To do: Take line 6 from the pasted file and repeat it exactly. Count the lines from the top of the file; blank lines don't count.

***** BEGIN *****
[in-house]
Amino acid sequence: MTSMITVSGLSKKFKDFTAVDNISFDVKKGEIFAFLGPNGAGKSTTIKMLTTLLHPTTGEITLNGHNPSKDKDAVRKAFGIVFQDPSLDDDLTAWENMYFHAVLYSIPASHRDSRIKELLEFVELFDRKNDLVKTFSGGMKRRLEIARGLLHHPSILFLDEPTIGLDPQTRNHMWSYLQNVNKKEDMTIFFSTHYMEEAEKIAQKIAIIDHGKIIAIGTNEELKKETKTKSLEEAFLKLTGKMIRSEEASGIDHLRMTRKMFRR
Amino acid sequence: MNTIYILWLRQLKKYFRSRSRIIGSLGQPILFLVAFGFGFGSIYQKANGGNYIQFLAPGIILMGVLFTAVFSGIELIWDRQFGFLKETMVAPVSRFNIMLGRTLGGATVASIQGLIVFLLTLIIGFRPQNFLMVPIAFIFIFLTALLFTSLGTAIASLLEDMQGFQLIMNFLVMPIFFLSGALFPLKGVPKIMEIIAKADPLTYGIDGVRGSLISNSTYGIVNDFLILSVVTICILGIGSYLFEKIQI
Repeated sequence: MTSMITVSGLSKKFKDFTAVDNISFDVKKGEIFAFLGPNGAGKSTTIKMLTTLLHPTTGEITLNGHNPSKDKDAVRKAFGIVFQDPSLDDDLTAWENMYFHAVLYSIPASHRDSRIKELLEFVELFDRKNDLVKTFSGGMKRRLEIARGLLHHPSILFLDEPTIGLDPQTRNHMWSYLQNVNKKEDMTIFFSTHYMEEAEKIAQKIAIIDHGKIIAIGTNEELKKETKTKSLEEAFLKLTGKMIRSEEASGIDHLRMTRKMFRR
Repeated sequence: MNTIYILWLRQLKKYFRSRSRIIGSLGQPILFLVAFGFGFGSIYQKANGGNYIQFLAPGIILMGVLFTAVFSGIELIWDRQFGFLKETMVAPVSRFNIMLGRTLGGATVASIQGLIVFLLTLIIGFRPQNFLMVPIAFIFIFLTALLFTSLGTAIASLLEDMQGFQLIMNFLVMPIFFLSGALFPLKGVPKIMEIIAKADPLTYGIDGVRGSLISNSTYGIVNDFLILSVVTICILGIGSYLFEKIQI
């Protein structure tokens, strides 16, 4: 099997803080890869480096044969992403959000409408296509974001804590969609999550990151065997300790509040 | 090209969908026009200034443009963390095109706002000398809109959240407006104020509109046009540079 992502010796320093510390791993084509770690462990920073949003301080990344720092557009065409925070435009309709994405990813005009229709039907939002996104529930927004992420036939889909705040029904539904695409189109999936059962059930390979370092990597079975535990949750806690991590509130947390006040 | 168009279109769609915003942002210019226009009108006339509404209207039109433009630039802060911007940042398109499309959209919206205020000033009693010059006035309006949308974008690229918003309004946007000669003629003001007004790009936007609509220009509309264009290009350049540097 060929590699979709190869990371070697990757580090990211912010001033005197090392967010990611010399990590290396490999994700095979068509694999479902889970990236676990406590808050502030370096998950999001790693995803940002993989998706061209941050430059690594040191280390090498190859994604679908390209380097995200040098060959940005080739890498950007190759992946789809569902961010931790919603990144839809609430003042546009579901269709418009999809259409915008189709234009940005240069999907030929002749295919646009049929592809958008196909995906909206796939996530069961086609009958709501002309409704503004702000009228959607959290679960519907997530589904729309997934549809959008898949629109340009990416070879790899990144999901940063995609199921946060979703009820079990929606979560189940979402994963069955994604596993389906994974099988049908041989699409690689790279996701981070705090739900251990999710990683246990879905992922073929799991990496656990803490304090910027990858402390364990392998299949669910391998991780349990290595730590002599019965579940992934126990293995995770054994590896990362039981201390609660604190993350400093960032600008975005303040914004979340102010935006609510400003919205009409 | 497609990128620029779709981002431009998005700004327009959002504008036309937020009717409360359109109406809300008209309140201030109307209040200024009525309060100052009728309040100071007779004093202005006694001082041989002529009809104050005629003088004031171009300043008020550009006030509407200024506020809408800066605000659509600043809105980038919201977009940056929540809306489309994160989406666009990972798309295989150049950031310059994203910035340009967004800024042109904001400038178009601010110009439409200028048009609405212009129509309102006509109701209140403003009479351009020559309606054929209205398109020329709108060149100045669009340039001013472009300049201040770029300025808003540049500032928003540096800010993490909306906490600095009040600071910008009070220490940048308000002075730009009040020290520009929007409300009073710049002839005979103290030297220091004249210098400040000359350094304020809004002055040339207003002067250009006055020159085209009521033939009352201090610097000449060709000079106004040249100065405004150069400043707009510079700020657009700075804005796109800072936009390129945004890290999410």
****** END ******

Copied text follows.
């Protein structure tokens, strides 16, 4: 099997803080890869480096044969992403959000409408296509974001804590969609999550990151065997300790509040 | 090209969908026009200034443009963390095109706002000398809109959240407006104020509109046009540079 992502010796320093510390791993084509770690462990920073949003301080990344720092557009065409925070435009309709994405990813005009229709039907939002996104529930927004992420036939889909705040029904539904695409189109999936059962059930390979370092990597079975535990949750806690991590509130947390006040 | 168009279109769609915003942002210019226009009108006339509404209207039109433009630039802060911007940042398109499309959209919206205020000033009693010059006035309006949308974008690229918003309004946007000669003629003001007004790009936007609509220009509309264009290009350049540097 060929590699979709190869990371070697990757580090990211912010001033005197090392967010990611010399990590290396490999994700095979068509694999479902889970990236676990406590808050502030370096998950999001790693995803940002993989998706061209941050430059690594040191280390090498190859994604679908390209380097995200040098060959940005080739890498950007190759992946789809569902961010931790919603990144839809609430003042546009579901269709418009999809259409915008189709234009940005240069999907030929002749295919646009049929592809958008196909995906909206796939996530069961086609009958709501002309409704503004702000009228959607959290679960519907997530589904729309997934549809959008898949629109340009990416070879790899990144999901940063995609199921946060979703009820079990929606979560189940979402994963069955994604596993389906994974099988049908041989699409690689790279996701981070705090739900251990999710990683246990879905992922073929799991990496656990803490304090910027990858402390364990392998299949669910391998991780349990290595730590002599019965579940992934126990293995995770054994590896990362039981201390609660604190993350400093960032600008975005303040914004979340102010935006609510400003919205009409 | 497609990128620029779709981002431009998005700004327009959002504008036309937020009717409360359109109406809300008209309140201030109307209040200024009525309060100052009728309040100071007779004093202005006694001082041989002529009809104050005629003088004031171009300043008020550009006030509407200024506020809408800066605000659509600043809105980038919201977009940056929540809306489309994160989406666009990972798309295989150049950031310059994203910035340009967004800024042109904001400038178009601010110009439409200028048009609405212009129509309102006509109701209140403003009479351009020559309606054929209205398109020329709108060149100045669009340039001013472009300049201040770029300025808003540049500032928003540096800010993490909306906490600095009040600071910008009070220490940048308000002075730009009040020290520009929007409300009073710049002839005979103290030297220091004249210098400040000359350094304020809004002055040339207003002067250009006055020159085209009521033939009352201090610097000449060709000079106004040249100065405004150069400043707009510079700020657009700075804005796109800072936009390129945004890290999410």